River no more, and no wonder
Recently, this observer attended a briefing on “The State of the Colorado River.” Dozens of water bureaucrats from dozens of water/weather agencies were present to impart their collective knowledge or -- in some cases -- ignorance to a crowd that filled the district court room.
At the outset, we were told that recreational uses of the water in the Upper Colorado Basin are at the bottom of the food chain. Apparently, when we mountain folk use our lakes and streams for boating and fishing, that is recreational use. But when people who live down on the Front Range and Metro Denver use our water on their golf courses, or to fill their lakes or to wash their RVs, that is not recreational use. Hmmn.
One speaker, from the official body charged with making Colorado’s water policy, told us two amazing things: One: Colorado’s population is forecast to increase by 93-percent over the next 30 years; however, there is not one project on the books designed to do anything about an almost 100-percent increase in water demand over the next 30 years. And two: his organization can’t tell anybody to do anything.
Another expert showed a colorful chart depicting the growth or lack of growth of tree rings. Some of the data went back to 1,400 a.d. More recent data showed the history of tree rings since 1900. Even the briefest examination of those charts by the village idiot would have revealed that we would start to experience a drought beginning about three years ago. So, who were the geniuses who decided to drain both the Green Mountain and Horse Tooth Reservoirs to repair some seepage at a time that coincided with the drought predicted by those tree rings? Couldn’t those repairs have waited for a time when the tree rings suggest plentiful rain and snowfall? Duh.
Elected officials from the Front Range counties complain about population growth. Their constituents complain about population growth, traffic congestion and crowding which will soon destroy all the beauty and values that attract people to Colorado in the first place. In the Army, we called this: crapping in your own mess kit.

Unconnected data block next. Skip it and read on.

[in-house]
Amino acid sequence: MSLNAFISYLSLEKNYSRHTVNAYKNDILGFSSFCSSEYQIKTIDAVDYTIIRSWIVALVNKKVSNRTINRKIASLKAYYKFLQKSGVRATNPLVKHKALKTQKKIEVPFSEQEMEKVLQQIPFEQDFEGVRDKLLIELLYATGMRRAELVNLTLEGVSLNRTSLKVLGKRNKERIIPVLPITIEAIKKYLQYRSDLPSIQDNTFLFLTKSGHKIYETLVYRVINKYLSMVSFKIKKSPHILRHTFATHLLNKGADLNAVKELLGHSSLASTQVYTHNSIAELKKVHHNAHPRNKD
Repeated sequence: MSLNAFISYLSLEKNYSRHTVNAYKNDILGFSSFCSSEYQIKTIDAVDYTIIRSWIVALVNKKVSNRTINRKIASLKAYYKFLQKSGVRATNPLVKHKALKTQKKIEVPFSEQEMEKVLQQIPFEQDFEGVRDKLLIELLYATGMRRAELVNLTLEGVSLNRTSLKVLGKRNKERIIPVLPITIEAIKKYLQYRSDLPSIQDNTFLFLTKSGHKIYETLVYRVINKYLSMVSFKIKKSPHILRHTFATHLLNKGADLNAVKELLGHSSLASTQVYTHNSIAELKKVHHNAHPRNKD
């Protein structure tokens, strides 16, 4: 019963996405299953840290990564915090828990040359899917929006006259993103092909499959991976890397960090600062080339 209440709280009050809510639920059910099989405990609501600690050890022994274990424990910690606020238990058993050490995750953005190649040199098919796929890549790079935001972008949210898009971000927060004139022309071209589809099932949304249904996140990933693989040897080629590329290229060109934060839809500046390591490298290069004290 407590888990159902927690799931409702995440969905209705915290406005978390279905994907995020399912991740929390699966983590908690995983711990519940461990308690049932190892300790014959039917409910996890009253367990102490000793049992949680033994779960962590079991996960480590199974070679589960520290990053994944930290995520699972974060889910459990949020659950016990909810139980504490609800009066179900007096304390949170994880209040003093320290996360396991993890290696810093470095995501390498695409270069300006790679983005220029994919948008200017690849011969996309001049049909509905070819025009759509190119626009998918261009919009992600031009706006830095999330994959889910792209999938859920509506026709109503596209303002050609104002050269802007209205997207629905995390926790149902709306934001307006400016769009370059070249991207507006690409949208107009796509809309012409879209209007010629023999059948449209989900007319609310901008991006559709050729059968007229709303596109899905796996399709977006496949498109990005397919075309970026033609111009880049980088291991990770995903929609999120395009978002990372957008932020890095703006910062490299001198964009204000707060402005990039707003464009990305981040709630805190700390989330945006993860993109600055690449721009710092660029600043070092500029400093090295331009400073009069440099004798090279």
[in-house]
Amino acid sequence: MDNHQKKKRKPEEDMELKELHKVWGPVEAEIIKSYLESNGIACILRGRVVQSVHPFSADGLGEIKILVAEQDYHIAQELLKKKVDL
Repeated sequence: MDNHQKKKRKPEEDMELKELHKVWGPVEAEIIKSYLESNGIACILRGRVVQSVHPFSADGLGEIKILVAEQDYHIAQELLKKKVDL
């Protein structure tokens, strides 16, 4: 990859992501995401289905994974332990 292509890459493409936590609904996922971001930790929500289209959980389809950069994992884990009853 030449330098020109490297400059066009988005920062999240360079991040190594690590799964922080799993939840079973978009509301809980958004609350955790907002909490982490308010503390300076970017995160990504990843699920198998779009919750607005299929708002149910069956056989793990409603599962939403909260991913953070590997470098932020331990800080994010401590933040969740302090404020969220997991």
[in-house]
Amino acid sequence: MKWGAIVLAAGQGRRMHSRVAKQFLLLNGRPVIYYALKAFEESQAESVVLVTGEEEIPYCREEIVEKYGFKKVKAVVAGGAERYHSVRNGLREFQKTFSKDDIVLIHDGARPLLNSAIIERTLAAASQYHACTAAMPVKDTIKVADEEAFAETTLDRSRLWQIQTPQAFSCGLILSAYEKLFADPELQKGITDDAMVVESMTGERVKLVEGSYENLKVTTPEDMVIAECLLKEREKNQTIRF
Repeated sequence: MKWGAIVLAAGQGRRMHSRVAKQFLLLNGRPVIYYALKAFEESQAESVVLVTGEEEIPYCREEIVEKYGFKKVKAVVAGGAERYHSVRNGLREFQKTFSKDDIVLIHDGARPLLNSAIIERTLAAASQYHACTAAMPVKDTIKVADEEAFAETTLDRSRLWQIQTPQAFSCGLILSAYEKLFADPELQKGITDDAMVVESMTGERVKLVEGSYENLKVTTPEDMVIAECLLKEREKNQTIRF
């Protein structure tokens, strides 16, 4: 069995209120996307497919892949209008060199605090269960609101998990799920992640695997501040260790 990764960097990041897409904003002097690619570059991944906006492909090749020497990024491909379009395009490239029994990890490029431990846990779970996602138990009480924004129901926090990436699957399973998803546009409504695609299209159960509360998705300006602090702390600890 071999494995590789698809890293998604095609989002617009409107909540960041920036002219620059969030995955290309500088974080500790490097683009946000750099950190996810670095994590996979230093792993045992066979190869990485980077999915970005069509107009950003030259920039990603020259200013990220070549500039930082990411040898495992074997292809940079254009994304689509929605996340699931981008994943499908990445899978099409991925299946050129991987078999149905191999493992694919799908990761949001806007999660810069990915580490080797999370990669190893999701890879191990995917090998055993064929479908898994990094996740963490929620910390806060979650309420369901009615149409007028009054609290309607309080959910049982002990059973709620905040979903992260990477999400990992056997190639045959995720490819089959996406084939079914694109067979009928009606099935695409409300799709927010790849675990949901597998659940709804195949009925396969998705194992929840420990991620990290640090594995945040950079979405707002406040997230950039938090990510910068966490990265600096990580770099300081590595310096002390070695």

So, here is the answer: Limit the amount of annual trans-mountain diversion of water to the Front Range so that what they get now is all they are going to get. Period.
That done, the choking growth along the Front Range will slow down and finally seek a level that is water sustainable. If they want more growth, then it must come from conservation of what they have. If that isn’t enough growth, then they better tax themselves to build more water impoundment reservoirs on their side of the foothills.
Probably, the most telling presentation of all – in terms of understanding the effectiveness of these vast water and weather bureaucracies (some might say half-vast) was a nice lady from the National Oceanic and Atmospheric Administration (NOAA). She made the flat statement that it would not rain in the Upper Colorado Basin for at least two weeks. It rained and snowed cats and dogs at our house the next day. As Will Rogers used to say, “Just be happy you are not getting all the government you are paying for.”
Meanwhile, no one had a plan to do anything concrete or scientific except to hope that El Nino will form, once again, off the coast of Mexico. Hello? How about impounding more water along the Front Range rather than use our water for their golf courses, for their lakes and to wash their RVs?
William Hamilton, a nationally syndicated columnist, is the co-author of The Grand Conspiracy by William Penn – a novel about terrorist attacks on the Moffat Tunnel, the Adams Tunnel, The Farr Pump Plant and The Grand Ditch in the Colorado high country. (See: www.thegrandconspiracy.com)
©2002. William Hamilton.